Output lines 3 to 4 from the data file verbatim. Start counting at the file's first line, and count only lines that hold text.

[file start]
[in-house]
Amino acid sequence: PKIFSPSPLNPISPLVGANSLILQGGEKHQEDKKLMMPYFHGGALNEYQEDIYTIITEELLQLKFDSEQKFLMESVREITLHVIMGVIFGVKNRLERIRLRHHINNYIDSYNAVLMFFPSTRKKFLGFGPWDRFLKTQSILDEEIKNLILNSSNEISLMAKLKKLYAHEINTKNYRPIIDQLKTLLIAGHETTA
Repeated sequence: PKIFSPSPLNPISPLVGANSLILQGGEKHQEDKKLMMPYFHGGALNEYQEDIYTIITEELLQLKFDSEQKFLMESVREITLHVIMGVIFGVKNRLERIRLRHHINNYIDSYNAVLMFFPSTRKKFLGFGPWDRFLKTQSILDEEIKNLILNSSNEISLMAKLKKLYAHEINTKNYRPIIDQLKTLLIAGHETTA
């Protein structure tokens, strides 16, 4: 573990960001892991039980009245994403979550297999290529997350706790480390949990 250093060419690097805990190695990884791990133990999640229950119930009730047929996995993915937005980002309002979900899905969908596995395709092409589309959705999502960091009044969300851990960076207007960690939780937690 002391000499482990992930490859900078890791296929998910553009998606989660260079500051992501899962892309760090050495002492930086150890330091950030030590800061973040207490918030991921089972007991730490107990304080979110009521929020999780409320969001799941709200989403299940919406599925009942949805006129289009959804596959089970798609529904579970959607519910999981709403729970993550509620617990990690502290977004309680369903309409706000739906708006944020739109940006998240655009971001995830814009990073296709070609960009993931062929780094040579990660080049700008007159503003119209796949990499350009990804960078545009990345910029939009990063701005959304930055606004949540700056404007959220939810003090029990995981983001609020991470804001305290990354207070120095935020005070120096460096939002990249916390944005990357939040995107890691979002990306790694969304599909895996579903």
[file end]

Repeated sequence: PKIFSPSPLNPISPLVGANSLILQGGEKHQEDKKLMMPYFHGGALNEYQEDIYTIITEELLQLKFDSEQKFLMESVREITLHVIMGVIFGVKNRLERIRLRHHINNYIDSYNAVLMFFPSTRKKFLGFGPWDRFLKTQSILDEEIKNLILNSSNEISLMAKLKKLYAHEINTKNYRPIIDQLKTLLIAGHETTA
């Protein structure tokens, strides 16, 4: 573990960001892991039980009245994403979550297999290529997350706790480390949990 250093060419690097805990190695990884791990133990999640229950119930009730047929996995993915937005980002309002979900899905969908596995395709092409589309959705999502960091009044969300851990960076207007960690939780937690 002391000499482990992930490859900078890791296929998910553009998606989660260079500051992501899962892309760090050495002492930086150890330091950030030590800061973040207490918030991921089972007991730490107990304080979110009521929020999780409320969001799941709200989403299940919406599925009942949805006129289009959804596959089970798609529904579970959607519910999981709403729970993550509620617990990690502290977004309680369903309409706000739906708006944020739109940006998240655009971001995830814009990073296709070609960009993931062929780094040579990660080049700008007159503003119209796949990499350009990804960078545009990345910029939009990063701005959304930055606004949540700056404007959220939810003090029990995981983001609020991470804001305290990354207070120095935020005070120096460096939002990249916390944005990357939040995107890691979002990306790694969304599909895996579903």